City of Flowers
“Once upon a time, there was a girl who fell in love with the forest.”
The line is simple; the notion is romantic. Qiū Lín’s story falls from her lips like a string of poetry, or a gentle sheet of hail in the thick of a smoggy winter. Around her, a world of metal soars into the skyline. Jagged iron pipes snake around the precinct, and neon signage flickers like lightning in the distance.
She continues her story, her fingers fumbling around her pockets. “The girl, who had lived amongst the concrete for as long as she could remember, had quickly fallen victim to the forest’s illustrious birdsongs, its cushion-soft flooring and its sky-high pine towers. She wanted to live within its halls forever, and so she stole from the forest to show to her people: a bottle of corked soil.”
Qiū Lín manages to retrieve the item from her pockets at last; she raises the bloom towards the neon signs. It twitches and writhes in her palm, its stalk and bud crumpled by the hot air. One last mention of the old world.
And yet it is still beautiful. As deadly and imperfect things often are.
The woman’s shadow stretches across the street. The baby in her arms sobs softly, and the lights spill into her chestnut eyes. “But everyone else had other ideas. When she came back to her family to impart upon them the wonders of the forest, they warned her of the mould, the sickness that infested nature like a creeping vein. Of the way honey-sweet berries could kill within one taste. They told her to stay away.”
The lights turn to the colour of an open wound. A shuddering breath wrenches free of Qiū Lín’s lips. “The girl decided to escape her concrete confines. She packed all that she thought she would need; a bag, an old compass, an analog lighter to start fires in barrels of trash. But when she came back, the forest had been burned away.”
Figures—each clad in black and blue—pass by her alleyway, their hands hovering over Cirsium steel firearms. The woman buries her fingers into the swaddle of her baby’s blankets. They have not seen her. Not yet.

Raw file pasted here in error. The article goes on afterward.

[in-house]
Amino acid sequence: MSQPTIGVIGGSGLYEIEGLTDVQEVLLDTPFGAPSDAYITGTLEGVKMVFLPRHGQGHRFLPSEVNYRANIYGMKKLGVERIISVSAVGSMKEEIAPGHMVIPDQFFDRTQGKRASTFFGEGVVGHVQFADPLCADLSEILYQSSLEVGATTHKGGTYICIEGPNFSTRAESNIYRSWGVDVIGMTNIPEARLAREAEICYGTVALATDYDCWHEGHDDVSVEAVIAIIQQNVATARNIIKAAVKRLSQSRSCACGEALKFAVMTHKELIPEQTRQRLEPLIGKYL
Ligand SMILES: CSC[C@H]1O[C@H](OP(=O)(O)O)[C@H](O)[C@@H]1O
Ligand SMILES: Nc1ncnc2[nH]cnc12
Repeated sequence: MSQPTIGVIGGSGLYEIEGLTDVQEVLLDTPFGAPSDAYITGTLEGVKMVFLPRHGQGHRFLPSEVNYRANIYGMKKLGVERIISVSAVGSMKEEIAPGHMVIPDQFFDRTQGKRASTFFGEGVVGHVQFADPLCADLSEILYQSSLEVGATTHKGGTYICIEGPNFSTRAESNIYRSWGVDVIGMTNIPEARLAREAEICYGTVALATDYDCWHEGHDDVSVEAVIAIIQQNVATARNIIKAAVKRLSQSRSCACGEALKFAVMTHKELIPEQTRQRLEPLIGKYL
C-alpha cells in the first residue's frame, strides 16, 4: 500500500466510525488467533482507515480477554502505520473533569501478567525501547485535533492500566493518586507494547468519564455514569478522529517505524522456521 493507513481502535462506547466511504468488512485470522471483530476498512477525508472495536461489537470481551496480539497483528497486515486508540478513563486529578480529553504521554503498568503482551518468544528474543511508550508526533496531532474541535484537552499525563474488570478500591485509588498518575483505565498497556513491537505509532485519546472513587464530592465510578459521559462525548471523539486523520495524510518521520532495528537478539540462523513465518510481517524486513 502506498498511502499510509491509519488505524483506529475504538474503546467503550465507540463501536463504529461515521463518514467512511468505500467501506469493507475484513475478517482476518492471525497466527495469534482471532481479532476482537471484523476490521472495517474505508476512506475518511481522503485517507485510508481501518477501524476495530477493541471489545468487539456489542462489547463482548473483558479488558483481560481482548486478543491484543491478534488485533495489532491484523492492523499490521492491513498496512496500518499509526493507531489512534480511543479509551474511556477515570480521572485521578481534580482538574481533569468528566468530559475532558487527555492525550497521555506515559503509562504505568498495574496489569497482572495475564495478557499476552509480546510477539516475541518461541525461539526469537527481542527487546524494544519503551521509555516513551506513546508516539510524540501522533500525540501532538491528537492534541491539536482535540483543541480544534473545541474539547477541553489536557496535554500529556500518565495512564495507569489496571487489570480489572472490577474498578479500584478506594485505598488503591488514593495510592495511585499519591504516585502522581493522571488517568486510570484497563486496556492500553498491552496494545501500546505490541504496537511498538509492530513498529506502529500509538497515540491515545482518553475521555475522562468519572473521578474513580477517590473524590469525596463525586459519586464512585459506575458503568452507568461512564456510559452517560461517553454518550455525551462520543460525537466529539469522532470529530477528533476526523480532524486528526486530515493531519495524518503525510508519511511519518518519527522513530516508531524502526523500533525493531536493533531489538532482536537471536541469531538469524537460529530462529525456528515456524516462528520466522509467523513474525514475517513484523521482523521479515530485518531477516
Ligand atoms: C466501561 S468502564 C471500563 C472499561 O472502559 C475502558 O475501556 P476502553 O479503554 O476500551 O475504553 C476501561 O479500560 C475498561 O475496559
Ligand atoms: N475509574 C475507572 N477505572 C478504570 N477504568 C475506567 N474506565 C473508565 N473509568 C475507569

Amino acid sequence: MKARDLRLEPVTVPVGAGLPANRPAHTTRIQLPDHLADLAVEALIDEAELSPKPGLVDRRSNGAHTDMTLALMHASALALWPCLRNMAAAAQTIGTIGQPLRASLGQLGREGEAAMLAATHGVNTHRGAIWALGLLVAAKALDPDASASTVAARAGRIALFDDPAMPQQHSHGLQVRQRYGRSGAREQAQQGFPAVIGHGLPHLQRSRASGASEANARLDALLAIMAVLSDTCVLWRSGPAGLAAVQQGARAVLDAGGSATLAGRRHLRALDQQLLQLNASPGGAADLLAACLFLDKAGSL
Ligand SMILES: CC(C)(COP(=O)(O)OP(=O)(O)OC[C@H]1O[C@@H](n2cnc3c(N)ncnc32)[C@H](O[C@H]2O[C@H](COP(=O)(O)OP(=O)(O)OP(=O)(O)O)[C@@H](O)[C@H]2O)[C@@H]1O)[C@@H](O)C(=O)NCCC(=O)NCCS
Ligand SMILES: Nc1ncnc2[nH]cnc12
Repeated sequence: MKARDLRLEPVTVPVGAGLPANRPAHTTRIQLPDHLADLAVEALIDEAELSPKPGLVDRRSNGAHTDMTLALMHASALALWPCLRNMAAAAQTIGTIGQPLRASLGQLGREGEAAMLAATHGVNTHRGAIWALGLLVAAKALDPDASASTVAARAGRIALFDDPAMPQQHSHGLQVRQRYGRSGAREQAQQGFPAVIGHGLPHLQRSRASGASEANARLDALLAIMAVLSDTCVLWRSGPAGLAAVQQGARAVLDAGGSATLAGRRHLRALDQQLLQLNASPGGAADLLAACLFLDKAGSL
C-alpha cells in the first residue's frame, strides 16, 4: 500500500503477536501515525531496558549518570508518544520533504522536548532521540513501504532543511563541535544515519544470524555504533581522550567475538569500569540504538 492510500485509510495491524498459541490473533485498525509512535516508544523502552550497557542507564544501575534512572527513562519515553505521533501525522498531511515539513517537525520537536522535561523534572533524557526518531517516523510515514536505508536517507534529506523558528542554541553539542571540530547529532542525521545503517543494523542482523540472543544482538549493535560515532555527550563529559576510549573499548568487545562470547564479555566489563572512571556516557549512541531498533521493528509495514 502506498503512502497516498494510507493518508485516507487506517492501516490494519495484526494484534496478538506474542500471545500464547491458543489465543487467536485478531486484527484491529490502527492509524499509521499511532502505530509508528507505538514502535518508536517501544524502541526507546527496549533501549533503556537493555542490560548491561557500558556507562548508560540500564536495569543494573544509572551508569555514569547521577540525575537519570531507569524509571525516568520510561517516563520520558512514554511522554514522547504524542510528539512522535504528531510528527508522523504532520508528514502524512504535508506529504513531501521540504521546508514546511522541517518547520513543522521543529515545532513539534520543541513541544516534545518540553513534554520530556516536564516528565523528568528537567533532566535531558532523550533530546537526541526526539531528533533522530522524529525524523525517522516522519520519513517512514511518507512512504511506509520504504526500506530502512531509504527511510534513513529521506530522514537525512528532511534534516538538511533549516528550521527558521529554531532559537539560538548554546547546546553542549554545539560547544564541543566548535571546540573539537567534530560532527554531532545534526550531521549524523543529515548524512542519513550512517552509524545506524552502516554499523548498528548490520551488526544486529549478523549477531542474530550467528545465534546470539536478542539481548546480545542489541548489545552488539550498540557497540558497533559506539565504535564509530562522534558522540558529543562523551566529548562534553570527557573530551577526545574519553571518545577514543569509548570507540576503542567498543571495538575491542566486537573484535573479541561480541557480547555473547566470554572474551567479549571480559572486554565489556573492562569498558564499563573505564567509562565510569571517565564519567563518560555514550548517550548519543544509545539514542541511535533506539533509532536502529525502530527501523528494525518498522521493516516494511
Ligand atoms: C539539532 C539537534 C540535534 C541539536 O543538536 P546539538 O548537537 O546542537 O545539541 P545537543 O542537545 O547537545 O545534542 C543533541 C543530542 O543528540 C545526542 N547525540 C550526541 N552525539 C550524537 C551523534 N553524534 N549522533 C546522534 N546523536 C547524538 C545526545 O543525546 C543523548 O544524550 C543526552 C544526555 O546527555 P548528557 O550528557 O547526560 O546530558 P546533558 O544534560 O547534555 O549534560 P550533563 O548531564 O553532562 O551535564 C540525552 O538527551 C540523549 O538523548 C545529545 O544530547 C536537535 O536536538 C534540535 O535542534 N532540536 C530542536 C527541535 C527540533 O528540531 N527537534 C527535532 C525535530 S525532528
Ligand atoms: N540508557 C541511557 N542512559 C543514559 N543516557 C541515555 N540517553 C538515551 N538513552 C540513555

“The girl, not knowing what to do, cried and cried. Who would do such a thing? She threw down the bottle of soil in a rage, crushed it under her heel into the pine needles, and then she left and finished her education and wed a wealthy businessman and died in her sleep during the dew of dawn. She grew old and forgot about the forest, but she never forgave the people who had burned it down. She never forgot.”
Gunshots scatter through the streets. Something topples over, then ceases to move.
“The soil contained a bit of nature’s magic—a seed. And though the ground was charred black, and though the trees still smouldered, the seed rooted. It is still rooted to this day.”
The gunshots grow louder. Steel-tipped boots clack against the pavement, and suddenly, the figures are standing in front of her. They aim their barrels at Qiū Lín’s forehead. The steel glitters in the dark.
She strokes her baby one last time, and the baby sobs once more. “The seed yet flourishes. The story does not end with one girl's death. It never does.”
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